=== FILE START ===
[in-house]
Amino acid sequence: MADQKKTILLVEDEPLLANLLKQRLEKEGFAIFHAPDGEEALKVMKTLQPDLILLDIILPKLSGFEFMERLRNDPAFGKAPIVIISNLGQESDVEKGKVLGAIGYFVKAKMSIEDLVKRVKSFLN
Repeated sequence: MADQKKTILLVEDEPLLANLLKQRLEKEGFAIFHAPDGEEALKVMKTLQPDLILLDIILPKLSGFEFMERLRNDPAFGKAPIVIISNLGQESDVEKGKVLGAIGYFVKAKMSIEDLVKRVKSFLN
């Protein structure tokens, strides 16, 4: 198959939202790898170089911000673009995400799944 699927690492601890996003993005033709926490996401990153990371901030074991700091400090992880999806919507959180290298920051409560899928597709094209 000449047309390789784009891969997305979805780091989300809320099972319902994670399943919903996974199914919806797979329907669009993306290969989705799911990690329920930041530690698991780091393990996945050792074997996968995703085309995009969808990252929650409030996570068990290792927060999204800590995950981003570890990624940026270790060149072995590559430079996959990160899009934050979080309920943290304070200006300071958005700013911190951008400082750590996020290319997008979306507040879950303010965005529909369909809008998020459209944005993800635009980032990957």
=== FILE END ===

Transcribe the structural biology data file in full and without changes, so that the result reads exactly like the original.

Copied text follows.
[in-house]
Amino acid sequence: MADQKKTILLVEDEPLLANLLKQRLEKEGFAIFHAPDGEEALKVMKTLQPDLILLDIILPKLSGFEFMERLRNDPAFGKAPIVIISNLGQESDVEKGKVLGAIGYFVKAKMSIEDLVKRVKSFLN
Repeated sequence: MADQKKTILLVEDEPLLANLLKQRLEKEGFAIFHAPDGEEALKVMKTLQPDLILLDIILPKLSGFEFMERLRNDPAFGKAPIVIISNLGQESDVEKGKVLGAIGYFVKAKMSIEDLVKRVKSFLN
């Protein structure tokens, strides 16, 4: 198959939202790898170089911000673009995400799944 699927690492601890996003993005033709926490996401990153990371901030074991700091400090992880999806919507959180290298920051409560899928597709094209 000449047309390789784009891969997305979805780091989300809320099972319902994670399943919903996974199914919806797979329907669009993306290969989705799911990690329920930041530690698991780091393990996945050792074997996968995703085309995009969808990252929650409030996570068990290792927060999204800590995950981003570890990624940026270790060149072995590559430079996959990160899009934050979080309920943290304070200006300071958005700013911190951008400082750590996020290319997008979306507040879950303010965005529909369909809008998020459209944005993800635009980032990957």